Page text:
WMI: Cedar Ridge polluting stream

Wednesday, July 1, 2009
Rick Skillington, whose home is directly across Mooresville Pike from the Cedar Ridge Landfill driveway, left, receives a letter from Waste Management spokeswoman Terri Douglas, right, about the company's realization that liquid waste seeping from the landfill is the most logical conclusion on the cause of pollution in a creek behind Skillington's home.

Waste Management Inc., the company that operates Cedar Ridge Landfill just west of Lewisburg, says its leaders believe the landfill is the source of pollution in the water and creek bed down stream from Vickrey Spring near Poteet Road.

Meanwhile, the Tennessee Department of Environment and Conservation was asked if the pollution at Vickrey Spring, its tributary to East Fork Globe Creek and the creek would have an effect on its decision on the landfill's expansion. TDEC's spokeswoman said yes.

"I am told we will certainly take this recent issue into consideration in regard to the expansion request," TDEC spokeswoman Meg Lockhart told the Tribune. Permitting expansion, or denial of the permit, both have significant impacts on Marshall County residents as revealed by a decision by the county's Solid Waste Committee. (See separate story.)

Lockhart released the state's stream water test results late Thursday afternoon.

"From a water quality standpoint, this is a serious and ongoing issue," Lockhart said.

Several residents near the spring had suspected as much, although some withheld judgment until test results were available. Members of six households commented recently, asking what would be done about the odor and discoloration of the water and the streambed.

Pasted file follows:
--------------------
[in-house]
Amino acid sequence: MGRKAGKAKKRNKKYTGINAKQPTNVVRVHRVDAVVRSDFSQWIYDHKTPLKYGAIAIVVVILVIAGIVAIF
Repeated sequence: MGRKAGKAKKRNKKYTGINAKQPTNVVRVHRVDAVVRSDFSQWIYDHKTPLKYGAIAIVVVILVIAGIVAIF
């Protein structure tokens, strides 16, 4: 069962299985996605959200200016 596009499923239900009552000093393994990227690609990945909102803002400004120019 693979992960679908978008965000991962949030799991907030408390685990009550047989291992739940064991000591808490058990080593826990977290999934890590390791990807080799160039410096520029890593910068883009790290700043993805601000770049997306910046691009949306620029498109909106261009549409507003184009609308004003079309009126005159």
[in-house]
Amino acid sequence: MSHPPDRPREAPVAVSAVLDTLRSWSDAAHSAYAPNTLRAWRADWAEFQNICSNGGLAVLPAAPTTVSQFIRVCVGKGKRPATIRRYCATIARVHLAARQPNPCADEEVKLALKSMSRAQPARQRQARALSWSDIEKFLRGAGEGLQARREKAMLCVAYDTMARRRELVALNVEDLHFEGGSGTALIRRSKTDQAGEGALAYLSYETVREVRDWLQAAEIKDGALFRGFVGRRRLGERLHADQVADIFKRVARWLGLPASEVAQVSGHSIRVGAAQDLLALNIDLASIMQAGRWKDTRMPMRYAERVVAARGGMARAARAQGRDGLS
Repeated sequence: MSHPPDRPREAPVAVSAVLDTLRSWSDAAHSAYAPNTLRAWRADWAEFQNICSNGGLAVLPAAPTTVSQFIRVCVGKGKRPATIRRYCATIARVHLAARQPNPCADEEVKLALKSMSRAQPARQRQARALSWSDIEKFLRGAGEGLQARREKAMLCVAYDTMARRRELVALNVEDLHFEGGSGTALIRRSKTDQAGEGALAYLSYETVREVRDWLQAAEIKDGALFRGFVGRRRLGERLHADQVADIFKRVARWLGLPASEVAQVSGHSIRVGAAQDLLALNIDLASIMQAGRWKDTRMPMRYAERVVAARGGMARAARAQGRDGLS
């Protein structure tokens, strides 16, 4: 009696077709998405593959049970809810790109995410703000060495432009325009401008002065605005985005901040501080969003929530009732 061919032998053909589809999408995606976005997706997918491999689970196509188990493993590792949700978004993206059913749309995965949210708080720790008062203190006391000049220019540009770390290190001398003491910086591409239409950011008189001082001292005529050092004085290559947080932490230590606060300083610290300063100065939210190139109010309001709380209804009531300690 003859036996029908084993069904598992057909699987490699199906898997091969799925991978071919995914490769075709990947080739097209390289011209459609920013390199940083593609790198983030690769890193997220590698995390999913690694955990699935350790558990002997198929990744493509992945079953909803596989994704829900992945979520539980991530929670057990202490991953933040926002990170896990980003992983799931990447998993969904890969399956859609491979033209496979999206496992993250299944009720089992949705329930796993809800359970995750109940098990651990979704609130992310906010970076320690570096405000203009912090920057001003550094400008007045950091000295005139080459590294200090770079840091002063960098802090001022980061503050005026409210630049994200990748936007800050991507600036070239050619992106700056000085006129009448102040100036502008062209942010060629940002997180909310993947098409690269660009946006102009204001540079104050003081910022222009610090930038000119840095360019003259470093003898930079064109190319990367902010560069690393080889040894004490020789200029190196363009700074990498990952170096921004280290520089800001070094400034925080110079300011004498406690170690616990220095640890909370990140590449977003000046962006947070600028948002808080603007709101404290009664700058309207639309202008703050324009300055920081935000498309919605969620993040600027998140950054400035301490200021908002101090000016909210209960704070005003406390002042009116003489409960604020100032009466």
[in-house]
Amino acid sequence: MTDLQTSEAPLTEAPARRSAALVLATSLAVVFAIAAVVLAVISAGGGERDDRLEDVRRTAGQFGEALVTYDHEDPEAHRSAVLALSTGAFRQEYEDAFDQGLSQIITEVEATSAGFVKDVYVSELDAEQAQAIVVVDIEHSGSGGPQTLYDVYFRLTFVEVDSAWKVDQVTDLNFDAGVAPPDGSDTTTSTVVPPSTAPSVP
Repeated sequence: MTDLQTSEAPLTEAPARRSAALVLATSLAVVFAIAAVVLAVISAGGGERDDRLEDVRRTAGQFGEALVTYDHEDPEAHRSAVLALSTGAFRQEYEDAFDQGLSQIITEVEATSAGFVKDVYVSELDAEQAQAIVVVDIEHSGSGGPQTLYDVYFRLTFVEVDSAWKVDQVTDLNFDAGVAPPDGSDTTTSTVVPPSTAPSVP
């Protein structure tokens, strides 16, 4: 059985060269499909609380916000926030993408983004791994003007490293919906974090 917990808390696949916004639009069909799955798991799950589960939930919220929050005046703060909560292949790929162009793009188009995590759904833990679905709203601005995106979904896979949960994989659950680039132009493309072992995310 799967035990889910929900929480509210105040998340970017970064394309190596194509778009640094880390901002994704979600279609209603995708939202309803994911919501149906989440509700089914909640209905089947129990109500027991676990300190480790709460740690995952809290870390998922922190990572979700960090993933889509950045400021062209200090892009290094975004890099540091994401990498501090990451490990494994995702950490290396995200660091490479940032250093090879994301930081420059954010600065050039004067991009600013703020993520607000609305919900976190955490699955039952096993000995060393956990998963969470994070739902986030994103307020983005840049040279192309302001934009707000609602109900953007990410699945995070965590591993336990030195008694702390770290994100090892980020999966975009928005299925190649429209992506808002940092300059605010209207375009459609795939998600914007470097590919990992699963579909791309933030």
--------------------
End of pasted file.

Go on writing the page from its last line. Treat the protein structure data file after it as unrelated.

"It is now a matter for our Division of Solid Waste Management to ensure that the issue is corrected, and any enforcement ... would be handled by this division," Lockhart said.

The state's test results are similar to those obtained by Waste Management.

"We received preliminary results from sampling of Vickrey Branch and, based on our initial review, we believe the source is from Cedar Ridge Landfill," Waste Management Community Relations Manager Terri Douglas said in a hand-delivered, one-page letter dated Thursday and addressed "Dear Neighbors."

"Cedar Ridge Landfill wants to share accurate information as quickly as possible regarding impacts to Vickrey Branch," Douglas wrote. "We made this initial determination based on elevated levels of ammonia, chloride, sodium and potassium, and elevated conductivity measurements."

Conductivity measurements examine water's ability to carry an electrical current. Various elements in water help the flow of electricity better than what would be conducted by pure water.

Stream samples also indicate coliform levels that exceed clean water standards. Coliform comes from feces of warm-blooded animals and it's a bacterial indicator of sanitary conditions.

"At this time we are advising neighbors not to enter Vickrey Branch, south of the landfill, until otherwise advised by Cedar Ridge Landfill or the Tennessee Department of Environment and Conservation," Douglas said.

Marshall County Mayor Joe Boyd Liggett issued cautionary announcements about two weeks ago, telling area residents to stay out of the creek's water.

Waste Management's announcement was released on the evening of June 25. That Wednesday afternoon, TDEC issued its own statement, saying substantially the same thing a couple of hours earlier.